5. Suppose two adjacent angles are supplementary. Show that if one of them is an obtuse angle, then the other angle must be acute.

Solution: It is given that, ∠BQX and ∠XQA are complementary angles, ∠BQX is obtuse angle and ∠XQA is acute angle.

We know, ∠AQB = 180° = ∠BQX + ∠XQA and ∠BQX is obtuse angle , therefore, ∠BQX > 90°

Thus,

∠AOB = obtuse angle + ∠XQA

∠AOB = (<90) + ∠XQA

Therefore, ∠XQA = ∠AOB – (<90°)

Hence, ∠XQA = acute angle

Exercise 3.1.4

1. Find all the angles in following figure.

Solution: Solution:

It is given that, ∠PMD = 135°

We have, ∠PMD + ∠PMC = ∠CMD

135° + ∠PMC = 180°

∠PMC = 180° – 135° = 45°

∠PMD = 135° = ∠CML [vertically opposite angles]

∠PMC = 45° = ∠DML [vertically opposite angles]

∠CML =  135° = ∠BLM [corresponding angles]

∠DML = 45° = ∠ALM [corresponding angle]

∠BLM = 135° = ∠ALQ [vertically opposite angles]

∠ALM = 45° = ∠ALM [vertically opposite angles] 2. Find the value of x in the diagram below: Solution:

It is given that, ∠MKI = 90°

∠MKH = ∠MKI + ∠IKH = 180°

∠IKH = ∠MKH – ∠MKI = 180° – 90°

∠IKH = 90°

It is also given that, ∠ADE = 130°

we know, ∠ADE = 130° = ∠DHI  [corresponding angles]

Therefore, ∠DHK = ∠DHI + ∠IHK = 180°

180°  = 130°+ ∠IHK

∠IHK = 50°

∠IKH + ∠HIK + ∠IHK = 180°

180° – 50° – 90° =∠IHK

∠IHK = 40°

3.Show that if a straight line is perpendicular to one of the two or more parallel lines , then it is also perpendicular t the reminding lines.

Solution: Data: AB||CD and EH⊥ AB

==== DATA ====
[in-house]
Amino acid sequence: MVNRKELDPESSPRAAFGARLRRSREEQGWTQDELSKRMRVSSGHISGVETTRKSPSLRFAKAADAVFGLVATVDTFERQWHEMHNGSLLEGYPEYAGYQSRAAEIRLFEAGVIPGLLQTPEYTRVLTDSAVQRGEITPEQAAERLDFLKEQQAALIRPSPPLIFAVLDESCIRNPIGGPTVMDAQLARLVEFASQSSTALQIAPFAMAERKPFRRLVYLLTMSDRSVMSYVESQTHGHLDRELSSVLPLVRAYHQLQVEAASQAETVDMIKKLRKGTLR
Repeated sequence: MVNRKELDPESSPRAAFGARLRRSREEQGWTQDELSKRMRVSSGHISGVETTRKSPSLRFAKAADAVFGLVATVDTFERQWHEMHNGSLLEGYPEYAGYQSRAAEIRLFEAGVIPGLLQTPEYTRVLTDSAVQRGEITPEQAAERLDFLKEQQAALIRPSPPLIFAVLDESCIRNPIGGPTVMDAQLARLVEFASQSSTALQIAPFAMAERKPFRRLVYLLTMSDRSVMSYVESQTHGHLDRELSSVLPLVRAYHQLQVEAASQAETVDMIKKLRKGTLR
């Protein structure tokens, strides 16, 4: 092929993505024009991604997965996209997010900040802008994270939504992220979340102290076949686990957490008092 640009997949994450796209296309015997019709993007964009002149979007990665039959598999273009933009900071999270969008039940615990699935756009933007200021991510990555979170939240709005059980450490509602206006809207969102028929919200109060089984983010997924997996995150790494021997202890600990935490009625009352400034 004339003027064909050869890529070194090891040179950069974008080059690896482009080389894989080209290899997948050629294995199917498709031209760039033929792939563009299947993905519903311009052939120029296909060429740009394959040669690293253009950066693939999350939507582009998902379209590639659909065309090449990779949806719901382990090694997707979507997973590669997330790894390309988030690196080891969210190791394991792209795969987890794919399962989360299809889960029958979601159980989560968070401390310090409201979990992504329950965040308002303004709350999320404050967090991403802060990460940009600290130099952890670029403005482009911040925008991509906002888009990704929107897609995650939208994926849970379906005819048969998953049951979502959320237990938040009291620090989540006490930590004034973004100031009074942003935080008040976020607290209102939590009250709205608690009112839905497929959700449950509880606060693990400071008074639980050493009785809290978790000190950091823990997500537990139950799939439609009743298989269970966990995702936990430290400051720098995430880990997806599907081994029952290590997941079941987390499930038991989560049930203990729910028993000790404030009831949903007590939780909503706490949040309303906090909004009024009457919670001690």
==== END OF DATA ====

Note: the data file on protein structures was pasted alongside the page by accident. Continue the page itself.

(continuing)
To prove: EH ⊥ CD

∠AFE = 90° = ∠EFB [data]

∠AFE = 90° = ∠CGF [corresponding angles , AB||CD]

∠FGD = 90° = ∠EFB [corresponding angles, AB||CD]

Therefore, EF ⊥ CD

4.Let AB and CD be two parallel lines and PQ be transversal. Show that the angle bisectors of a pair of two interior angles on the same side of the transversal are perpendicular to each other.

Solution: Data : AB||CD
PQ is a transversal , cuts AB and CD at M and N respectively MX and NY are angular bisectors of
BMN and MND respectively.
To prove that : MON = 90˚
Proof – In the figure
BMN + MND = 180˚ * Prepositions+
Let BMN = 2a˚ and MND = 2b˚
⇒ 20˚ + 2b˚ = 180˚
2 ( a + b ) = 180˚
a+b = 180/2 = 90°

a+b = 90˚
in the Δ MNO
LMN + ONM + MON = 180˚

[Sum of the interior angles of a triangle]
a˚ + b˚ + MON = 180˚
90˚ + MON = 180˚
MON = 180˚ – 90˚
MON = 90˚
∴ angle bisector of a pair of two internal angles on the same side of the transversed are perpendicular to each other.